Effects of a Spinal Cord Injury

A spinal cord injury can cause a loss of sensation, a loss of motor function and strength, or both. If an injury completely severs the spine, then the nerve endings below the injury site will no longer transmit signals to the brain. A complete injury like this will lead to a permanent loss of function and sensation in the affected areas.

If an injury does not completely sever the spinal cord, some signals may still work, and the victim may experience reduced sensation, strength, or function, or a combination of these symptoms. Unlike the rest of the human body, the spinal cord cannot self-heal. Any injury to the cord is permanent, as are the resulting symptoms.

Considering that motor vehicle accidents are responsible for more than half of all recorded spinal injuries, the best way to prevent such injuries is to drive safely, refrain from driving under the influence of alcohol, and wear your seatbelt. Limiting risky behavior is a personal choice, but it is crucial to understand the risks you are assuming if you choose to partake in extreme sports or dangerous recreational activities.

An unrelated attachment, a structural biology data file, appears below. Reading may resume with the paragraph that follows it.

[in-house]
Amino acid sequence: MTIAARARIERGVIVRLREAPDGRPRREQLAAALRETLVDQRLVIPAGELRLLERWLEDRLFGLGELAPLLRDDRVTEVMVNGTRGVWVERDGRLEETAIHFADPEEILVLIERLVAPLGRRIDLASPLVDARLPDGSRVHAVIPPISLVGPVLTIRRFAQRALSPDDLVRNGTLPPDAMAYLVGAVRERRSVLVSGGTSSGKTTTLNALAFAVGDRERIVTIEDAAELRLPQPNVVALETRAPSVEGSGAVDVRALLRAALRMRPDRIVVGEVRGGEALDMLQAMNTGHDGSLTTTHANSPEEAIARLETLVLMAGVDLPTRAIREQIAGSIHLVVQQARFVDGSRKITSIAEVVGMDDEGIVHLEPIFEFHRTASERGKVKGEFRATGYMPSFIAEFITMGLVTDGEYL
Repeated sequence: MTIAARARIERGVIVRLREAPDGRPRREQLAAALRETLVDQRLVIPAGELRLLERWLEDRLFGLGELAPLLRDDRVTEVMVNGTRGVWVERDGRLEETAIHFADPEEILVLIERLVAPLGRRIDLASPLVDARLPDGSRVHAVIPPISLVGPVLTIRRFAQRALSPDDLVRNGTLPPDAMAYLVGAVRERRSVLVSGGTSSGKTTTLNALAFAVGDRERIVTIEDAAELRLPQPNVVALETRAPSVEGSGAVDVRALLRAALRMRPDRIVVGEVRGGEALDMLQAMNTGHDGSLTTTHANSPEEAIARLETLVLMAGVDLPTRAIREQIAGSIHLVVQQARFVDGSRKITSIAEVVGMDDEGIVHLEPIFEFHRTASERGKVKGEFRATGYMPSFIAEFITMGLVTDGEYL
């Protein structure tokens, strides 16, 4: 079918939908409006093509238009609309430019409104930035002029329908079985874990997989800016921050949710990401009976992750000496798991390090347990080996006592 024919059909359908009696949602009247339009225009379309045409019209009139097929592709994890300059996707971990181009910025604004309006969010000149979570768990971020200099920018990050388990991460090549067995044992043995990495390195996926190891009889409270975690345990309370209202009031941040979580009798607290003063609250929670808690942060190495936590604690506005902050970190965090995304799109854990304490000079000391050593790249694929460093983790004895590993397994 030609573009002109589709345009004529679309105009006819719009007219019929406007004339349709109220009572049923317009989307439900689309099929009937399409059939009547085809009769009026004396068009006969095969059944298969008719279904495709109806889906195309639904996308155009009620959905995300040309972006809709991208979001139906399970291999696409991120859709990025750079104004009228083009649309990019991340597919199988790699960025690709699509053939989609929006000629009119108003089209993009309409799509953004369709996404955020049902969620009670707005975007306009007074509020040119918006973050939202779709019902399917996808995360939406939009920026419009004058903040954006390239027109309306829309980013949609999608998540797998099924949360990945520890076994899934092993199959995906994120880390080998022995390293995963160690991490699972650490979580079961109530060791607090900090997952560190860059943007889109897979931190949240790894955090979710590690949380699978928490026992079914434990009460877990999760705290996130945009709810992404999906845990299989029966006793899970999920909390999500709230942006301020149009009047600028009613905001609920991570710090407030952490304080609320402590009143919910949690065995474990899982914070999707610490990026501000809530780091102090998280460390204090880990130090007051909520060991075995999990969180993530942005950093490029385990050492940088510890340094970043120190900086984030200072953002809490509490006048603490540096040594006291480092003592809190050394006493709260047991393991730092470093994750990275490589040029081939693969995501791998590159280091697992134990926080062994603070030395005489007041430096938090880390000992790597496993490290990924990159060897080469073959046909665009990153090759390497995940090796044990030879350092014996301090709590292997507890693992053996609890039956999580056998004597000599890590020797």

Ryan Fowler
Helping Kansas City area medical malpractice, nursing home abuse and personal injury clients.